A four-year study [¹] conducted at Carnegie Mellon University in adults over the age of 50 who volunteered, found that those who volunteered for 200 hours or more per year were less likely to develop high blood pressure and more likely to enjoy psychological well-being.

But what came first, wellness or better health? It is difficult for studies to unpack, and more evidence is required. But perhaps the question really should be, why not volunteer and enjoy better levels of both?

As a bonus, volunteering is also thought to not only reduce stress, but also increase longevity. Do you remember the summary of the research done at the University of Exeter? They also reported a 22 percent reduction in the risk of dying.

Don’t have time to volunteer?

You don’t have to sign up for a community program to give your time and energy to others. There is nothing wrong with doing small acts of generosity in your daily life.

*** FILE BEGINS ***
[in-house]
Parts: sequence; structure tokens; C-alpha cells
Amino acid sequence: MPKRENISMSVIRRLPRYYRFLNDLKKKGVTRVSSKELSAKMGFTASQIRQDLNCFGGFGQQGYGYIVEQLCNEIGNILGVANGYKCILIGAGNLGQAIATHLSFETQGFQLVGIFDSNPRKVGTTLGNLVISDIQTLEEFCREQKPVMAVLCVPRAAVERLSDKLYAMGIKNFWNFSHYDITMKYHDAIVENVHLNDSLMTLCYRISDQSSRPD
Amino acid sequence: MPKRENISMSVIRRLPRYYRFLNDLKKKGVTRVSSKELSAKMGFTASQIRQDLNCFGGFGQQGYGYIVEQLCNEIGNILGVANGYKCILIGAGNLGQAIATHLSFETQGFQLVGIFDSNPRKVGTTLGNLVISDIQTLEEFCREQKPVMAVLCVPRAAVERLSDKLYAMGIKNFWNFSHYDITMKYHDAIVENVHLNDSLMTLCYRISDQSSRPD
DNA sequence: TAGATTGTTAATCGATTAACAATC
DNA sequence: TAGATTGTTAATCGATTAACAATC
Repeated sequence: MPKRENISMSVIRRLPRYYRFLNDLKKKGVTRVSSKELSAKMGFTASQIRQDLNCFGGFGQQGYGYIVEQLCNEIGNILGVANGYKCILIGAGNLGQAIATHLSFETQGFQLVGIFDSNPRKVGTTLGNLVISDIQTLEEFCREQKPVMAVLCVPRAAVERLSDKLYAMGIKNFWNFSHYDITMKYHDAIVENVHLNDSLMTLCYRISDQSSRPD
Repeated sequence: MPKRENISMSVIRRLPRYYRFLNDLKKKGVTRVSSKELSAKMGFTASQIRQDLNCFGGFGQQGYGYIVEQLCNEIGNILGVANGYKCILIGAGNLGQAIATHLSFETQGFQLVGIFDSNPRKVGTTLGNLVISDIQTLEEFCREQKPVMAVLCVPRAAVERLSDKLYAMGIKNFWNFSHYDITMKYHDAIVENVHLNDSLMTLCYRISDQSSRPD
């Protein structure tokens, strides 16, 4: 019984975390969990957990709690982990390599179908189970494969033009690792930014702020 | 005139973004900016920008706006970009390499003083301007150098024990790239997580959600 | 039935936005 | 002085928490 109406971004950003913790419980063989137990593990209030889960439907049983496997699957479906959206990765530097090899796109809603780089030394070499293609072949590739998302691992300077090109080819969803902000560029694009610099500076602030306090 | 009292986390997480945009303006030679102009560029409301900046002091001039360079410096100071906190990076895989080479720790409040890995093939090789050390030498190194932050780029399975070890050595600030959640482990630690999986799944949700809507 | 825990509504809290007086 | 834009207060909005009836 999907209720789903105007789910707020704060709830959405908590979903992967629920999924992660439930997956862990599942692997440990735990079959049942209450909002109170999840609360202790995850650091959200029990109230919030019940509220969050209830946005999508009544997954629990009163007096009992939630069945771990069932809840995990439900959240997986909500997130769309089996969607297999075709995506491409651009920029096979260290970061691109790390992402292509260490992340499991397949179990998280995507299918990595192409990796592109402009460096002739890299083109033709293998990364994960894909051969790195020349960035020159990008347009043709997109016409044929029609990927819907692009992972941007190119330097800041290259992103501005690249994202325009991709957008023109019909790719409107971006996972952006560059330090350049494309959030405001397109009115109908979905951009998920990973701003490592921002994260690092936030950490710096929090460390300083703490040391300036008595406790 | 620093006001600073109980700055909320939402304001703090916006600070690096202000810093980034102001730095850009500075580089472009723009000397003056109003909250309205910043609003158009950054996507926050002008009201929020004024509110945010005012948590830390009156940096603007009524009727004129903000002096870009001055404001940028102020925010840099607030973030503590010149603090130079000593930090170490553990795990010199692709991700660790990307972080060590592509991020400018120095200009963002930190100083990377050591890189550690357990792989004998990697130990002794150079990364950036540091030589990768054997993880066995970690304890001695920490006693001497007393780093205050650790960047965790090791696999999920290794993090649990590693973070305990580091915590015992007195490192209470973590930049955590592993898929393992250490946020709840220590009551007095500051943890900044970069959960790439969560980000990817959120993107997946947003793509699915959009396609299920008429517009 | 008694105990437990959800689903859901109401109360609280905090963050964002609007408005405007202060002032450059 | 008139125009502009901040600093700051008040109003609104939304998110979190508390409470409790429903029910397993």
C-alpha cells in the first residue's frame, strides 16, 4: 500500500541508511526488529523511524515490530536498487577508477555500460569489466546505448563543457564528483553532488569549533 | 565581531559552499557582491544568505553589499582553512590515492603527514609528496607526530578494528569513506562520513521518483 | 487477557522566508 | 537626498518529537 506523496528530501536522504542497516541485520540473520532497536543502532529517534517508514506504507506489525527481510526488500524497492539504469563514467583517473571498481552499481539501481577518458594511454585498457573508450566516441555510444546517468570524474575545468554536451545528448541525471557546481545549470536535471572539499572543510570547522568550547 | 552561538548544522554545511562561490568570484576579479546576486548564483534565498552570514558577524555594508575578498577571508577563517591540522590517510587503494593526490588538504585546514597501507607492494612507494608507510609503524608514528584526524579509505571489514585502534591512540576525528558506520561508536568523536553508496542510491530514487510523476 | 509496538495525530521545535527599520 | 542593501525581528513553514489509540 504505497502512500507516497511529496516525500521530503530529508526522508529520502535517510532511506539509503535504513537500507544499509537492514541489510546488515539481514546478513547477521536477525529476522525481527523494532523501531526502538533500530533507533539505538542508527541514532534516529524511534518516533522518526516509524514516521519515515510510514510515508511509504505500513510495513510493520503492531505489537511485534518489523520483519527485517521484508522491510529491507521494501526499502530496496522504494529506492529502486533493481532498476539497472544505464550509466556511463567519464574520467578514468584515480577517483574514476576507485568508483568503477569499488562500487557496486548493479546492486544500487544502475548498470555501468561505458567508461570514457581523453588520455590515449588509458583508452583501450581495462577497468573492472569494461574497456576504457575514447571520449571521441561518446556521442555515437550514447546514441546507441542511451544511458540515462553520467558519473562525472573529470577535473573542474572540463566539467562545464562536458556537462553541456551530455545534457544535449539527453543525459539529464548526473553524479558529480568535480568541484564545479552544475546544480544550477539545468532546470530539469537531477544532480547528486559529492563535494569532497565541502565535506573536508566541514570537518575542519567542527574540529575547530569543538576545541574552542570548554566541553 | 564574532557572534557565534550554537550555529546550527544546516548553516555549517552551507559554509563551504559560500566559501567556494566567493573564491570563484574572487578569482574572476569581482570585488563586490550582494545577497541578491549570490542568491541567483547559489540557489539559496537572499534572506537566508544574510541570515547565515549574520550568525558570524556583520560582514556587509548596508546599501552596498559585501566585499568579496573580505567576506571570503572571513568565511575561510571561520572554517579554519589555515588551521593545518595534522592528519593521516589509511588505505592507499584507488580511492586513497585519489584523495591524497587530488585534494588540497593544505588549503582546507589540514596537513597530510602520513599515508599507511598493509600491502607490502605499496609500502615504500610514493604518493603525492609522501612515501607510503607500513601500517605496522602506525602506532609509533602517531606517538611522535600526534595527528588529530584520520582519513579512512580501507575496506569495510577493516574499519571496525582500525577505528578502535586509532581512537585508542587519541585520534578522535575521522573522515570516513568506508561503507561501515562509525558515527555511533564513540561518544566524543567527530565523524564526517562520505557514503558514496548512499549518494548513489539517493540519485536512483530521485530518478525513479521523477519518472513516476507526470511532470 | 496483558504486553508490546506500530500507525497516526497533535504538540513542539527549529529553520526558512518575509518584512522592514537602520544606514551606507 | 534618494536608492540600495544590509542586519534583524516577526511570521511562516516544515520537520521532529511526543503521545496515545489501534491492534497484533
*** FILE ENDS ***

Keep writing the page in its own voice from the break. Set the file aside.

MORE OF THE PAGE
As the NHS puts it, “Even the smallest act can count, be it a smile, a thank you or a kind word.”

From taking a few minutes to talk to the woman who works at your local grocery store or the homeless man in front of your workplace, to dedicating yourself to smiling at a stranger every day, how can you offer some of your time and energy to others regularly?

Have you seen a positive result in your mood as a volunteer? Share below and inspire others.

By Dr. Eric Jackson

Dr. Eric Jackson provides primary Internal Medicine care for men and women and treats patients with bone and mineral diseases, diabetes, heart conditions, and other chronic illnesses.He is a Washington University Bone Health Program physician and is a certified Bone Densitometrist. Dr. Avery is consistently recognized in "The Best Doctors in America" list.